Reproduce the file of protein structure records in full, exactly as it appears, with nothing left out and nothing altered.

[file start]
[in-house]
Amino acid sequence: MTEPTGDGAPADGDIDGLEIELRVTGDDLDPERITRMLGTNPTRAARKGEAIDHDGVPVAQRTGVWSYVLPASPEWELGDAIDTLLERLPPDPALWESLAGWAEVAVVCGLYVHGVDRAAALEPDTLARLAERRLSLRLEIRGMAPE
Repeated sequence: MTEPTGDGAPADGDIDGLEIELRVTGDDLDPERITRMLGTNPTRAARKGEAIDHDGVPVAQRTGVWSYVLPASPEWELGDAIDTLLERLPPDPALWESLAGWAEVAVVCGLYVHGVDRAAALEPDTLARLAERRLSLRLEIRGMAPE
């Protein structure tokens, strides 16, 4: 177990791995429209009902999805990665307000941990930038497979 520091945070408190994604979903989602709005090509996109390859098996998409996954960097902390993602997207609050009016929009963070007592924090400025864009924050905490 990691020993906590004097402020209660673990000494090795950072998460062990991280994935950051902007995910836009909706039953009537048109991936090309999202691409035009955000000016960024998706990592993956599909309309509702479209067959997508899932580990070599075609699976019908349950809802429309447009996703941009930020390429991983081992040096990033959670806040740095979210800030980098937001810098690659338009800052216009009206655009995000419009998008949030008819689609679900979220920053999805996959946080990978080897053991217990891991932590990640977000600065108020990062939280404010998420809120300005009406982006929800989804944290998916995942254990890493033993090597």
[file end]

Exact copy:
[in-house]
Amino acid sequence: MTEPTGDGAPADGDIDGLEIELRVTGDDLDPERITRMLGTNPTRAARKGEAIDHDGVPVAQRTGVWSYVLPASPEWELGDAIDTLLERLPPDPALWESLAGWAEVAVVCGLYVHGVDRAAALEPDTLARLAERRLSLRLEIRGMAPE
Repeated sequence: MTEPTGDGAPADGDIDGLEIELRVTGDDLDPERITRMLGTNPTRAARKGEAIDHDGVPVAQRTGVWSYVLPASPEWELGDAIDTLLERLPPDPALWESLAGWAEVAVVCGLYVHGVDRAAALEPDTLARLAERRLSLRLEIRGMAPE
């Protein structure tokens, strides 16, 4: 177990791995429209009902999805990665307000941990930038497979 520091945070408190994604979903989602709005090509996109390859098996998409996954960097902390993602997207609050009016929009963070007592924090400025864009924050905490 990691020993906590004097402020209660673990000494090795950072998460062990991280994935950051902007995910836009909706039953009537048109991936090309999202691409035009955000000016960024998706990592993956599909309309509702479209067959997508899932580990070599075609699976019908349950809802429309447009996703941009930020390429991983081992040096990033959670806040740095979210800030980098937001810098690659338009800052216009009206655009995000419009998008949030008819689609679900979220920053999805996959946080990978080897053991217990891991932590990640977000600065108020990062939280404010998420809120300005009406982006929800989804944290998916995942254990890493033993090597």